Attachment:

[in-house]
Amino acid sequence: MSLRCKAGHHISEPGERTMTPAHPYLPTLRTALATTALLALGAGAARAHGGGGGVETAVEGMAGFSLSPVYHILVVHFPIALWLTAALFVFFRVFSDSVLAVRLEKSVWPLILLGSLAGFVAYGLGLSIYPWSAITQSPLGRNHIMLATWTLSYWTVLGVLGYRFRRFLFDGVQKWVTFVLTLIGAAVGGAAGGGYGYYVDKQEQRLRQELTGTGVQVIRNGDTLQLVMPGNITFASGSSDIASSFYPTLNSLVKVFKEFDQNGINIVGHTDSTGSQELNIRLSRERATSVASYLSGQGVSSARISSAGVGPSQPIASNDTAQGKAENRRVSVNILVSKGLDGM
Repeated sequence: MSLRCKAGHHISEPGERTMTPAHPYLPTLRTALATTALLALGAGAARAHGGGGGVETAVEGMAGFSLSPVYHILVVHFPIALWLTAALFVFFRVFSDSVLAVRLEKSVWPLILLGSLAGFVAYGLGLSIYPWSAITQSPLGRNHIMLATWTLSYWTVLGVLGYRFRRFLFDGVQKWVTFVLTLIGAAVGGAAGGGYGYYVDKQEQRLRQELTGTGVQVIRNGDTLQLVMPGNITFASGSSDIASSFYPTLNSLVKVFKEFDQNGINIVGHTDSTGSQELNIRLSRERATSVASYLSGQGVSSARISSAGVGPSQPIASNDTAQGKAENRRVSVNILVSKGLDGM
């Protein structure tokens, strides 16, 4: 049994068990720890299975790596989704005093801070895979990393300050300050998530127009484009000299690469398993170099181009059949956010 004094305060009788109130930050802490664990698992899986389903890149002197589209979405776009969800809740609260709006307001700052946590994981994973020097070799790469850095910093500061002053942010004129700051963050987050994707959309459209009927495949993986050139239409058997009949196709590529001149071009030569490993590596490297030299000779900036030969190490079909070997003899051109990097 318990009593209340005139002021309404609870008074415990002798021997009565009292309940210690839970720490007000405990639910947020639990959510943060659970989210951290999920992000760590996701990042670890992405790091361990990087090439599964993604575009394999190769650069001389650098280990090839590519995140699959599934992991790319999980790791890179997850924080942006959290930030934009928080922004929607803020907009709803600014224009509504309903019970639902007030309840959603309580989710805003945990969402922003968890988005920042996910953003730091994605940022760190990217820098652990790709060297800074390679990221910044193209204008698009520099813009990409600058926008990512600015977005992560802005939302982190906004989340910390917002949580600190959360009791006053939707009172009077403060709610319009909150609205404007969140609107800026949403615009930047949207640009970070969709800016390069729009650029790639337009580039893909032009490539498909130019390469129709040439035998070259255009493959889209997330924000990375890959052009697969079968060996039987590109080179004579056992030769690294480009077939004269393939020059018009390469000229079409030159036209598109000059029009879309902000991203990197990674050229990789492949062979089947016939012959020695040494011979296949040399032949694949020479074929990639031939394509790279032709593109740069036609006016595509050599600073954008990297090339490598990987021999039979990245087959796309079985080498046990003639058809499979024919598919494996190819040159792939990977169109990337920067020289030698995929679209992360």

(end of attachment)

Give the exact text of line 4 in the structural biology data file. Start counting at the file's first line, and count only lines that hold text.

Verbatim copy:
């Protein structure tokens, strides 16, 4: 049994068990720890299975790596989704005093801070895979990393300050300050998530127009484009000299690469398993170099181009059949956010 004094305060009788109130930050802490664990698992899986389903890149002197589209979405776009969800809740609260709006307001700052946590994981994973020097070799790469850095910093500061002053942010004129700051963050987050994707959309459209009927495949993986050139239409058997009949196709590529001149071009030569490993590596490297030299000779900036030969190490079909070997003899051109990097 318990009593209340005139002021309404609870008074415990002798021997009565009292309940210690839970720490007000405990639910947020639990959510943060659970989210951290999920992000760590996701990042670890992405790091361990990087090439599964993604575009394999190769650069001389650098280990090839590519995140699959599934992991790319999980790791890179997850924080942006959290930030934009928080922004929607803020907009709803600014224009509504309903019970639902007030309840959603309580989710805003945990969402922003968890988005920042996910953003730091994605940022760190990217820098652990790709060297800074390679990221910044193209204008698009520099813009990409600058926008990512600015977005992560802005939302982190906004989340910390917002949580600190959360009791006053939707009172009077403060709610319009909150609205404007969140609107800026949403615009930047949207640009970070969709800016390069729009650029790639337009580039893909032009490539498909130019390469129709040439035998070259255009493959889209997330924000990375890959052009697969079968060996039987590109080179004579056992030769690294480009077939004269393939020059018009390469000229079409030159036209598109000059029009879309902000991203990197990674050229990789492949062979089947016939012959020695040494011979296949040399032949694949020479074929990639031939394509790279032709593109740069036609006016595509050599600073954008990297090339490598990987021999039979990245087959796309079985080498046990003639058809499979024919598919494996190819040159792939990977169109990337920067020289030698995929679209992360």